I don't need to have a third helping of Cheetos because I can eat more of them tomorrow if I still want them. Spoiler alert: you won't usually wake up thinking about one more cheese curl, or that extra spoonful of ice cream.

This also helps during those times when I do eat a little too much: there's always tomorrow and a healthy diet and, more, a healthy person, is not created by one day of living.

No, our lives are made up of our choices, and our choices become our habits; become our lifestyle, become our days, become our lives, become our stories.

My story sometimes involves ice cream--and sometimes it doesn't. I'll be honest, I don't really eat Cheetos anymore. It's not that I don't like them, but I no longer over-exercise, and they're just not what I typically crave as my indulgence.

But I'm glad that I got out of that trap of needing to workout in order to burn off what I ate the day before -- that's an awful cycle to be in. Now, I move my body because I feel like it, and while I don't eat everything that I sometimes want to, I found another secret of being a balanced eater: I don't find my joy in my food.

Not that I don't love food--I do.

Not that I don't believe that food is something that is meant to be enjoyed and appreciated--I do. But people who are able to say "no" or, as my twin sister and I did when my dad was pouring us milk as kids -- "when" -- know that happiness will never be sitting there waiting at the bottom of an empty ice cream container. And that's the real thing to address: is food something that we are enjoying, or has it become a frenemy?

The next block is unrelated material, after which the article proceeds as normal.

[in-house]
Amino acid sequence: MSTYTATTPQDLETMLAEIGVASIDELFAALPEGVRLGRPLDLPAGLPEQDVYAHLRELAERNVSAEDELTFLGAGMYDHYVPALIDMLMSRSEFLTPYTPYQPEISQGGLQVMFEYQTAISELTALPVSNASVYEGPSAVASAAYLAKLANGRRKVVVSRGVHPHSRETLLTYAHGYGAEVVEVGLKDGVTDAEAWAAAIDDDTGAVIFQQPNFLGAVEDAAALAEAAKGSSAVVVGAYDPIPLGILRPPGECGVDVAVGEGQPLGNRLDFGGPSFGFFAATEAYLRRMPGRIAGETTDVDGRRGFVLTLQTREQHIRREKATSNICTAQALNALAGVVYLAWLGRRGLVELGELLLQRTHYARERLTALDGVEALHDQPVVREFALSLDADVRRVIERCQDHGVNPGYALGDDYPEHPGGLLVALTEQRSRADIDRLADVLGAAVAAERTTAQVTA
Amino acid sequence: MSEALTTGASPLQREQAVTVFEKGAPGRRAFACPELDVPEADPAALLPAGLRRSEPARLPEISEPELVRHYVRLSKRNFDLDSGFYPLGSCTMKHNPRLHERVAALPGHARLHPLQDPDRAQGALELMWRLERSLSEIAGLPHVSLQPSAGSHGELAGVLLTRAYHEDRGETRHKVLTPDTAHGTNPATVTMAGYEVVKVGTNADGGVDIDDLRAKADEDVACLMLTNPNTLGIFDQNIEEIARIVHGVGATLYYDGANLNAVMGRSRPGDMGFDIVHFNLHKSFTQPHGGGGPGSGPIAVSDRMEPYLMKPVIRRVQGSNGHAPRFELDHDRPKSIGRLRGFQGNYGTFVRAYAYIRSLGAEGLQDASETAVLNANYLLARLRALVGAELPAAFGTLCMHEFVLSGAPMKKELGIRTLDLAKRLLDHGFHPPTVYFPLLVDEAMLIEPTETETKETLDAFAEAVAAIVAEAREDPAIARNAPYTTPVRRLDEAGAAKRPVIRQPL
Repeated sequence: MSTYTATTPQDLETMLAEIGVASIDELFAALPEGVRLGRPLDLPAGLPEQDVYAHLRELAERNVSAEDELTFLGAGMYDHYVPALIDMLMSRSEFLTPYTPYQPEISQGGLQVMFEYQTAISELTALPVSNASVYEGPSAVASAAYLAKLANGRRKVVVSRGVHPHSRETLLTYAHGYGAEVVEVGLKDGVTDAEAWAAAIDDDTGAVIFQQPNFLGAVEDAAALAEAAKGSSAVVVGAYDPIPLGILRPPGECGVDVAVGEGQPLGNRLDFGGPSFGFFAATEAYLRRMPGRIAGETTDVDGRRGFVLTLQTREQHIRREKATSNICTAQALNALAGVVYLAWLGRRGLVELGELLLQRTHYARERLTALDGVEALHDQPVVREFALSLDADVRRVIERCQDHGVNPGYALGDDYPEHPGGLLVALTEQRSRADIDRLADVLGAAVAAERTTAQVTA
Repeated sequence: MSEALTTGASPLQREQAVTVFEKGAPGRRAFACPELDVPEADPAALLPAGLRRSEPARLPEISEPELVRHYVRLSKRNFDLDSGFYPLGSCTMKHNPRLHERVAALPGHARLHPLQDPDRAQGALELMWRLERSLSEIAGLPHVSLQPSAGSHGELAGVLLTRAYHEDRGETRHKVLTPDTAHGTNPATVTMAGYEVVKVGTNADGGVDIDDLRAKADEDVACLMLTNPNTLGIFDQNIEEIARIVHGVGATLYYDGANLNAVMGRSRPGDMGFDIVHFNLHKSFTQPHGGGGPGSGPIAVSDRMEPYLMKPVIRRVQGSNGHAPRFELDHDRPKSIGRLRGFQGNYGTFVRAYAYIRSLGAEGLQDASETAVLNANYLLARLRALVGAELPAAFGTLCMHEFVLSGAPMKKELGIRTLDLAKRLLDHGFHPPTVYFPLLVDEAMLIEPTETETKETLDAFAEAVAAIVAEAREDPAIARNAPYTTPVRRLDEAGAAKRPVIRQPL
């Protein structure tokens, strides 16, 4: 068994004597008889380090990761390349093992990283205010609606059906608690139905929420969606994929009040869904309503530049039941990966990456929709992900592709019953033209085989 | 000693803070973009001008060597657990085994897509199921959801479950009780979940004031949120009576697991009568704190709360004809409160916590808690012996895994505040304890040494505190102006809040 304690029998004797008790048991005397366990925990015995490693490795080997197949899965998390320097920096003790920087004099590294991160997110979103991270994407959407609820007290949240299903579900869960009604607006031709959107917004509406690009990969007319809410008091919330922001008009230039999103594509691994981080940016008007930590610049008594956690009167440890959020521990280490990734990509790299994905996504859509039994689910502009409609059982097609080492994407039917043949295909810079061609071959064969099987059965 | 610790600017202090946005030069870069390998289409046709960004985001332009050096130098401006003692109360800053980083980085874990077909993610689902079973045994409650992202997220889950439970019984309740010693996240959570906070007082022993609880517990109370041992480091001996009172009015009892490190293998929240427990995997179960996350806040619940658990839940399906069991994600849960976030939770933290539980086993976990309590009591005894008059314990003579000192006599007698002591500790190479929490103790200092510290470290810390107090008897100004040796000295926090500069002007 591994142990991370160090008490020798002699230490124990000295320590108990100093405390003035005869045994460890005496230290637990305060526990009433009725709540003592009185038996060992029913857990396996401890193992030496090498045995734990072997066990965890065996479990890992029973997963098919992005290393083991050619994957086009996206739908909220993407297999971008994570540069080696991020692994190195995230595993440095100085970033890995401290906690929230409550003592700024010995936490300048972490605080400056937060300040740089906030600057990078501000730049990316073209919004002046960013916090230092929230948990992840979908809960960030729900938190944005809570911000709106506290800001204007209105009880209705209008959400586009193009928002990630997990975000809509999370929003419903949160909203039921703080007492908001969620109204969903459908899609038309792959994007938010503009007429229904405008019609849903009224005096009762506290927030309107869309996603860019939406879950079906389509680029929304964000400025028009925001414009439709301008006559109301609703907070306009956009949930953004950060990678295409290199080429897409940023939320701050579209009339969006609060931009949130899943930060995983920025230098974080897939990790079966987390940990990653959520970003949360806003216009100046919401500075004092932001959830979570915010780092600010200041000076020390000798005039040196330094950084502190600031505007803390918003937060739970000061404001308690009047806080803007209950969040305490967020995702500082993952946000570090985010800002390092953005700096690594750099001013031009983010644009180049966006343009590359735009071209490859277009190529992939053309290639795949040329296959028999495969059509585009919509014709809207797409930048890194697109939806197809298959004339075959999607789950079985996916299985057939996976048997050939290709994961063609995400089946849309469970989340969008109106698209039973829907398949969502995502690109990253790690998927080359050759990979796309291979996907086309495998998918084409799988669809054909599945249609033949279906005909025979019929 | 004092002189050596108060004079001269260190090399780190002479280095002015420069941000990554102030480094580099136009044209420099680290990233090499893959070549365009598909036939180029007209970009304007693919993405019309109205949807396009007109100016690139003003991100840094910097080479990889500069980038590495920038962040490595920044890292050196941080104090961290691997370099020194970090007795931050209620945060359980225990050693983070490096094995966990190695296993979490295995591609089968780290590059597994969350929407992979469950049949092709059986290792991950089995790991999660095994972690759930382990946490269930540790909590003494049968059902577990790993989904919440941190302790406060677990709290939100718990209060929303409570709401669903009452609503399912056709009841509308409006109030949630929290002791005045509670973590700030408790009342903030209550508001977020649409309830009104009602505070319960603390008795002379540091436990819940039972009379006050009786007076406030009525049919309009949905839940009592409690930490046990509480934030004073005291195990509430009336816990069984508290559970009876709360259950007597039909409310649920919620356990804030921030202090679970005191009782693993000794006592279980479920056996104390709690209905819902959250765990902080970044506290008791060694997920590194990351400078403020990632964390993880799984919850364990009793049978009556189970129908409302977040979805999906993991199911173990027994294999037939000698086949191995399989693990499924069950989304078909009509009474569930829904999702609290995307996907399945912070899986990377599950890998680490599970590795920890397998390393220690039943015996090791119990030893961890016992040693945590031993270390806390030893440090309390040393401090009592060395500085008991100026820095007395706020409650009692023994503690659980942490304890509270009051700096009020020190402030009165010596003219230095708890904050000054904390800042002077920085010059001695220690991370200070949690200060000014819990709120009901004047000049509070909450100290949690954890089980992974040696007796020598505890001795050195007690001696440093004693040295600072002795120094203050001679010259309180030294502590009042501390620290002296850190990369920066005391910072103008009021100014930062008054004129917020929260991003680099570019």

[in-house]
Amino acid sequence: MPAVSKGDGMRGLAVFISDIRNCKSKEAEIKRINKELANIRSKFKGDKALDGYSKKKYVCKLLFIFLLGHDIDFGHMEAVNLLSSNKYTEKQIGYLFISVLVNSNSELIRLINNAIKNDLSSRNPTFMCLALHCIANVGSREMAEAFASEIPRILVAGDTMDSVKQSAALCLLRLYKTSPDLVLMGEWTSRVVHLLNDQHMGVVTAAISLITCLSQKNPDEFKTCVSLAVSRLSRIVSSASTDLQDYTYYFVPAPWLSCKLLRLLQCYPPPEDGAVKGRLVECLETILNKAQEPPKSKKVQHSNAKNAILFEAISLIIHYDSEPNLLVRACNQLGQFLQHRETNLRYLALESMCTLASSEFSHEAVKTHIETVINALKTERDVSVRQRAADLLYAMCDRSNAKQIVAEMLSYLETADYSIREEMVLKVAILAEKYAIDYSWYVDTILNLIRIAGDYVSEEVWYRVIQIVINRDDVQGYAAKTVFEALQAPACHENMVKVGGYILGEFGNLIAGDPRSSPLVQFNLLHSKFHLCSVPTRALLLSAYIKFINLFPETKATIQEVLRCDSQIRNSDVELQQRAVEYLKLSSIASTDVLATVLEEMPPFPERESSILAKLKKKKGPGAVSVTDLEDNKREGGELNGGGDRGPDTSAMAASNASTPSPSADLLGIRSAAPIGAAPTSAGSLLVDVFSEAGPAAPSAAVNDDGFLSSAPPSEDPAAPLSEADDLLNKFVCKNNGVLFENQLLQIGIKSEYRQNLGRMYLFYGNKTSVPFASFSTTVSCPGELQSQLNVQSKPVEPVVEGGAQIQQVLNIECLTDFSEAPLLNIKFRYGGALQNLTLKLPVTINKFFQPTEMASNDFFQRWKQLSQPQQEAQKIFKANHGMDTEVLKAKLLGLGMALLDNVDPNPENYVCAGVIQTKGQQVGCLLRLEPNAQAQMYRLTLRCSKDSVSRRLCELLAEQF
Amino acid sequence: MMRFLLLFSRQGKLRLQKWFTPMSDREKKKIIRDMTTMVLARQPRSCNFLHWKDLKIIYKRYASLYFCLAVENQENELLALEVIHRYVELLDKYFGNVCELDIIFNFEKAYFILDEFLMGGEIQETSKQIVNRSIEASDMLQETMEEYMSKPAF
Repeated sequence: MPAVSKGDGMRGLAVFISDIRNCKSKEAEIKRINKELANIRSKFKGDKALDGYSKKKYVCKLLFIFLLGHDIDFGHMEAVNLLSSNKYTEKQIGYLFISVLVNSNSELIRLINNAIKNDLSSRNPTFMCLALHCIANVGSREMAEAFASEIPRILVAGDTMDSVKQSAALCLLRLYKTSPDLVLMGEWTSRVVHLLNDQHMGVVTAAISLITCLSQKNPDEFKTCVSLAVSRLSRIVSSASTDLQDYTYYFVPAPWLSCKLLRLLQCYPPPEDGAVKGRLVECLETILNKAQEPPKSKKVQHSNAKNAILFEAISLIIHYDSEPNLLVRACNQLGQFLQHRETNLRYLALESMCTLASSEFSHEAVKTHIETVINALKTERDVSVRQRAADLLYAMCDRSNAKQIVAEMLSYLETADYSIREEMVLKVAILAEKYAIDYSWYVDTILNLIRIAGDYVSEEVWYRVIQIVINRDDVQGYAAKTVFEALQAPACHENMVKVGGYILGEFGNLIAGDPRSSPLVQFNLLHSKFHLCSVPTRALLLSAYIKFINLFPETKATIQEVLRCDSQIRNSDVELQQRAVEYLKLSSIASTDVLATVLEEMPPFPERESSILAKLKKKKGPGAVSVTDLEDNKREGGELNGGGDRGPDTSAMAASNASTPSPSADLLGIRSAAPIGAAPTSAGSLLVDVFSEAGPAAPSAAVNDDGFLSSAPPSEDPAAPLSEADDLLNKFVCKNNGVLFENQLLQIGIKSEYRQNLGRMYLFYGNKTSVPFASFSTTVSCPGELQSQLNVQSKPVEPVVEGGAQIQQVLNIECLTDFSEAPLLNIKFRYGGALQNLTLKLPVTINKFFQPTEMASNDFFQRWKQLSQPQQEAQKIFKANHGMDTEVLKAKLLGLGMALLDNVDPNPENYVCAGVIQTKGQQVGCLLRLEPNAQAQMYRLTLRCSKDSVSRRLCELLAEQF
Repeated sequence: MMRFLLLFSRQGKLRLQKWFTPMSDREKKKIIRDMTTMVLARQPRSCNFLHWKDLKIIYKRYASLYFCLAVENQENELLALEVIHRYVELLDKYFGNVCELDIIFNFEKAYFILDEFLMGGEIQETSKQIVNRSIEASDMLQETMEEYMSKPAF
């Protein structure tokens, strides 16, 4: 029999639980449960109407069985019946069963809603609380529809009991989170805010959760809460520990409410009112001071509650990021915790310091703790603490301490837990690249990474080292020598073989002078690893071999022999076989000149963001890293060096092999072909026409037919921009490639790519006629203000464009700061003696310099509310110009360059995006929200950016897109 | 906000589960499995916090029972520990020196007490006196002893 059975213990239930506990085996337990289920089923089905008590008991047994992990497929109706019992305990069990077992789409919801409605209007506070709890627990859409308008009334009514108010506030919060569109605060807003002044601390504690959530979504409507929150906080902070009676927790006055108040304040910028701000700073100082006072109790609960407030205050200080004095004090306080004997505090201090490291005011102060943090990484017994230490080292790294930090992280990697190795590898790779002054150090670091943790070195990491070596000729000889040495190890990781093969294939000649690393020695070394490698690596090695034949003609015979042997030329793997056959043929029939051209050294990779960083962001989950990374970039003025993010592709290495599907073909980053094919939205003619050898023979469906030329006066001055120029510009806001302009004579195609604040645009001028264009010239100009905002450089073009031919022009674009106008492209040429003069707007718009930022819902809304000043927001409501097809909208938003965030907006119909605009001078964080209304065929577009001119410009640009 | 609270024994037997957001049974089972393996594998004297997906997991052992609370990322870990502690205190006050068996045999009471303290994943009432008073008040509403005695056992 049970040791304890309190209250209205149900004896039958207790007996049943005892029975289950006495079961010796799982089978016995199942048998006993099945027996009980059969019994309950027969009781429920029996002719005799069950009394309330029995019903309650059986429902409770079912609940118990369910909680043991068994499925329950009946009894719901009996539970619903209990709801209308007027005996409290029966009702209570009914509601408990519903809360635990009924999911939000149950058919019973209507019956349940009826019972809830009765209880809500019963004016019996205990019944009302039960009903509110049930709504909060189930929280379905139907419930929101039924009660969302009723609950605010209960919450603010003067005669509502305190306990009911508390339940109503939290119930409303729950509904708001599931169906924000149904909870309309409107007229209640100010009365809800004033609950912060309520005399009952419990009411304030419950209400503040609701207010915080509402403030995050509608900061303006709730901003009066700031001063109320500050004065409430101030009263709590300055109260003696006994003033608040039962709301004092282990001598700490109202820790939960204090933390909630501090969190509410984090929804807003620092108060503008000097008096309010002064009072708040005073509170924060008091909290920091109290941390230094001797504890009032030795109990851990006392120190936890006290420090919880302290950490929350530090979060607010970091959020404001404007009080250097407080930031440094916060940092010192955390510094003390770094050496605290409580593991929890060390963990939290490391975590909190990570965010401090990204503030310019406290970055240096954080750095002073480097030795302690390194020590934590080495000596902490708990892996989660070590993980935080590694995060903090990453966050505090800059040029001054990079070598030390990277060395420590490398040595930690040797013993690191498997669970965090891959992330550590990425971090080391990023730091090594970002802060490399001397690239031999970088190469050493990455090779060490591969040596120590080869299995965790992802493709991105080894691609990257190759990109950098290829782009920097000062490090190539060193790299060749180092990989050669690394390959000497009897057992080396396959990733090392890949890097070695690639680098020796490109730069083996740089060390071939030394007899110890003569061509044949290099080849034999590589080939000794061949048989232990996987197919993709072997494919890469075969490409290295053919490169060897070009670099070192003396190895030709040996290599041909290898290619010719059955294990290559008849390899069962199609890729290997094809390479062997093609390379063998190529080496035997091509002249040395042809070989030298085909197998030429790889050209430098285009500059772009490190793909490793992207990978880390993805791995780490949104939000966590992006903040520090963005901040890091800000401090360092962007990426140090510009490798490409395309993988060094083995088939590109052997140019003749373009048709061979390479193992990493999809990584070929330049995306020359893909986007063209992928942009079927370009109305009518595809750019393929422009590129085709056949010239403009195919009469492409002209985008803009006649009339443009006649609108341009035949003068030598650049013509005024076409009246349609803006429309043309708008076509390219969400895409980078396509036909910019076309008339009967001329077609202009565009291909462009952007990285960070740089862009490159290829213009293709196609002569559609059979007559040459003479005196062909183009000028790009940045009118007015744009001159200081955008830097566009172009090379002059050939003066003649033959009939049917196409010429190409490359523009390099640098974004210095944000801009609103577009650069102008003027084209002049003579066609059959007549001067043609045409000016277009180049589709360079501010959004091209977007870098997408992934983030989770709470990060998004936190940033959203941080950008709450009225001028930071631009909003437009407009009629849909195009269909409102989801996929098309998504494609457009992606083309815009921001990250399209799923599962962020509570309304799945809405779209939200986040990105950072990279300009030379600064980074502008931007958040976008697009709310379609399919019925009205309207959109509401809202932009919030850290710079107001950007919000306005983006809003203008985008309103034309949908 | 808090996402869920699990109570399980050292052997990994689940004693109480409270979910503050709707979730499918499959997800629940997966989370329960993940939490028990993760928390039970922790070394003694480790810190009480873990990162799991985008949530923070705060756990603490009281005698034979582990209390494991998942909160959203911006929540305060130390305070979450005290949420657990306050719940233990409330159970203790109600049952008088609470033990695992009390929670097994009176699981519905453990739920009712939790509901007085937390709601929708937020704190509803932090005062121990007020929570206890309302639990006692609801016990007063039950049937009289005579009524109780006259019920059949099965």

I made friends with food.

After a long time of being outright enemies, and then frenemies, I made peace with my diet; my diet that I can't outrun or out-lift or out-Pilates.

Sometimes the simplest answer is the one that works. For me, this was true. Food will always be there tomorrow. So will second chances.

So today was a day of choices you wish you hadn't made? The great thing about life is that each day is a new beginning; every day is an opportunity to become a new "best."

It starts with making friends with ourselves.

We can't outrun ourselves either.

The problems that I carried inside moved with me to New Mexico. I had to address them there, unless I wanted them to move with me again, when we got married and moved to Pennsylvania.

Eating too much, running too much, drinking too much: these are all covers for what is going on underneath our surfaces. Self-discovery isn't always fun -- it's not always pretty and easy to deal with -- but it's necessary, if we want to ultimately like ourselves.

My food choices reflect my self-love--the self-love that I worked hard for.

I reached a point in my life years ago, where I got tired of hating myself and tired of having a bad relationship with food -- so I said "when."

The funny thing is that when I stopped fighting, my relationship with food healed almost naturally -- that's why having "scary" treats around the house helped: food wasn't actually my enemy, I was.

And that's how I really became friends with food: I stopped placing my self-love and acceptance into bowls, with my ice cream.

If you're struggling with an eating disorder, call the National Eating Disorder Association hotline at 1-800-931-2237.